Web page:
In Ninety Years of the Communist Manifesto, Trotsky duly refers to the lands of Asia, Latin America and Africa as “backward countries”. Not for him any pause to consider whether their cultures – or at least aspects of them – might offer equally valid paths of development and perhaps more sustainable ones. Not surprisingly, then, he refers to Ghandi as “a fake leader and false prophet” (Open Letter to the Workers of India, 1939). Indeed, his writings often display a deep contempt for non-urban ways. “The entire future work of the Revolution will be directed towards … uprooting the idiocy of village life”, he writes in Literature and Revolution. He similarly sneers at “peasant-singing intelligentsia”. Urbanism is the only future: “the city lives and leads”. (For some reason, he even takes a swipe at “home-brew”: presumably the only politically correct pint is one served from giant state breweries!)

While I would be the first to take umbrage at the suggestion that “non-urban” ways should be condemned out of hand, you have to put Trotsky once again in his historical context. The Russian countryside was not something to be idealized. Peasants were illiterate, in poor health, and worked like mules. In the context of the 1920s, the drive to socialize farming was progressive just as it was in Cuba after 1959. Health improved, literacy was achieved, and the conditions of work became more humane. The real issue, however, is not about life-styles over “home-brew” but how to integrate the town and the countryside. Trotsky was not noted for understanding the issues raised by Karl Marx in his examination of the problems of soil fertility (not the “soil erosion” alluded to by Irvine) but his urban prejudices are almost besides the point in coming to grips with the underlying problems. Being tolerant of rural ways will not get us out of the intractable problems facing humanity in the 21st century. The only solution is abolishing the distinction between town and country, a goal that is not given its proper weight in Irvine’s analysis.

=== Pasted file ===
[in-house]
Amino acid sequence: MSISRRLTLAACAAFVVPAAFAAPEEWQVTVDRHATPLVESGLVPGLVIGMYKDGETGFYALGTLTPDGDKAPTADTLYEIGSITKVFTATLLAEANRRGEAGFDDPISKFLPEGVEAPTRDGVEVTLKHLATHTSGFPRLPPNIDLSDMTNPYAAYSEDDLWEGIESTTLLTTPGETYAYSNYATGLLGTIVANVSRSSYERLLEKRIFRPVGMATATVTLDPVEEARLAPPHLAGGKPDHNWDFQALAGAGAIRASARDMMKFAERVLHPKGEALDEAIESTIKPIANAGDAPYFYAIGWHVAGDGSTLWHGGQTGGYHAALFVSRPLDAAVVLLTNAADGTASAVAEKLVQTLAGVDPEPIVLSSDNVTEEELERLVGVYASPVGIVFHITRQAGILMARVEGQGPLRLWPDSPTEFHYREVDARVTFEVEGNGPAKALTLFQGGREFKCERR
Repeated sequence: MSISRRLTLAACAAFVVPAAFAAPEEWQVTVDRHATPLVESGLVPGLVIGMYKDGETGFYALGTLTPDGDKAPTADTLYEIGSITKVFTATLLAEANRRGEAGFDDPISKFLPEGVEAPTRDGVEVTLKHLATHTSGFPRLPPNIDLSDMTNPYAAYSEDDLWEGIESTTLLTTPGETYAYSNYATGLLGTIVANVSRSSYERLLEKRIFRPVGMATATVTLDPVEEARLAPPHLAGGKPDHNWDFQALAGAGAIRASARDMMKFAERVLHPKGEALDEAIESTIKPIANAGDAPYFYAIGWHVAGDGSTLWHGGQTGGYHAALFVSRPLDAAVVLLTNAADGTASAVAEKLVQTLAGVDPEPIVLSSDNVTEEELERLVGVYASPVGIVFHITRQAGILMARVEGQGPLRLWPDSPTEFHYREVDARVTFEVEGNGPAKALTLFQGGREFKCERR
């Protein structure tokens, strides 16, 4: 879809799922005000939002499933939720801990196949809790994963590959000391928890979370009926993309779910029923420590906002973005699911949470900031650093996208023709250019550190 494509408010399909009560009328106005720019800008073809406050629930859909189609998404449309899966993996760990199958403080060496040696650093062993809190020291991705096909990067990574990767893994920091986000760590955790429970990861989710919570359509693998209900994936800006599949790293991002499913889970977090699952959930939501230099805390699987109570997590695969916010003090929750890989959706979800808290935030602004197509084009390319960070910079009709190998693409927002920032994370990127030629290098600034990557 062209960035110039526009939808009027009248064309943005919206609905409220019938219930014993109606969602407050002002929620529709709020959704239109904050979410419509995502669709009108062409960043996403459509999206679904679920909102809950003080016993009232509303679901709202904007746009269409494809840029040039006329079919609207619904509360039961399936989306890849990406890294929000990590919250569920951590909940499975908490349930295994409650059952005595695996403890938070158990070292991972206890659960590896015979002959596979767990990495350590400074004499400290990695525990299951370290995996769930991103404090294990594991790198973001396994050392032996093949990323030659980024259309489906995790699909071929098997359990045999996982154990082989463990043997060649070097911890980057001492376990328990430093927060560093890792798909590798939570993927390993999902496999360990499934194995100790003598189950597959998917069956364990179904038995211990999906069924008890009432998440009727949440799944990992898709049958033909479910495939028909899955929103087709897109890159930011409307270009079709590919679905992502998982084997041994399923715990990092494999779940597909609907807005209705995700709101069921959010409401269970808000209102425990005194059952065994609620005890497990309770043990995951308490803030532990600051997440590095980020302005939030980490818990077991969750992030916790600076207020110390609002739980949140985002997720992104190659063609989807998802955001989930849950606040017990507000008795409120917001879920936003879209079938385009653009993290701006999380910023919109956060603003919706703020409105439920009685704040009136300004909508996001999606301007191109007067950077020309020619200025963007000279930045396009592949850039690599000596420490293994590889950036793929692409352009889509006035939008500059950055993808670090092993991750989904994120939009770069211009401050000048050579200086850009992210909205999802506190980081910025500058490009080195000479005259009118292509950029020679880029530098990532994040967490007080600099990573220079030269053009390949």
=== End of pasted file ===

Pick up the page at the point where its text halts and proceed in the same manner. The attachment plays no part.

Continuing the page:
Irvine’s main complaint with Trotsky, and Bolshevism in general, is the genuflection to industrialization and Progress:

The new USSR proudly displayed its new symbols of this model of Progress. They included lines of electricity pylons striding over hill and dale (Lenin once defined socialism as “Soviets plus electrification”). It was also embodied in massive dams that sought to tame once wild rivers. The virtually useless White Sea-Baltic Canal, opened in 1933, was another such symbol, one costing tens of thousands of lives. The towering skyscraper building too symbolises this model of Progress (many Russian and East European cities are still scarred with giant emblems of Soviet Gothic architecture). Trotsky did strongly criticise certain means used by Stalin but he made fewer criticisms of the goals.

Once again, Irvine packs contradictory elements into the same critique. Is there something wrong with electricity pylons striding over hill and dale? When I was involved with Tecnica in the late 1980s, one of our volunteers was featured on Ted Koppel’s Nightline television show, which devoted a half-hour to the organization that the FBI had linked with espionage. He was an electrical engineer who practically single-handedly kept Managua supplied with electricity after a contra attack on a pylon.

We also worked with another volunteer named Ben Linder who was constructing a small hydroelectric weir in Northern Nicaragua until he was murdered by the contras. His goal was to allow poor peasant families to have lights and other electrically-generated amenities for the first time in their lives. Was this wrong?

Irvine’s case would be better made if it wasn’t directed against adopting models of Progress, but in analyzing why so many of Stalin’s gigantic projects ended up so poorly. This, of course, would require much more of an engagement with social and economic forces rather than jeremiads against the attempts of a beleaguered Soviet government to rapidly industrialize in the face of both “democratic” and fascist threats to its existence.

Fundamentally, Irvine’s approach is idealistic, seeing environmental destruction as a function of bad ideas rather than the historical process unleashed by capitalism and sustained by a USSR that had suffered a counter-revolution. He writes:

Trotsky’s views on the environment and land use conform to the dominant mindset of the last two hundred years. “Non-human nature” has been perceived as mere raw material, there to be managed and manipulated, as people see fit. Wild rivers, for example, are waiting to be “harnessed” and virgin forests “harvested” or otherwise “put to work”. This worldview came to dominate the minds of many of society’s critics, not just defenders of the status quo.

To put it bluntly, you might as well go back to the Old Testament in trying to ascribe blame since the very first chapter of Genesis is just as anthropocentric as Trotsky:

So God created man in his own image, in the image of God he created him; male and female he created them. And God blessed them, and God said to them, “Be fruitful and multiply, and fill the earth and subdue it; and have dominion over the fish of the sea and over the birds of the air and over every living thing that moves upon the earth.”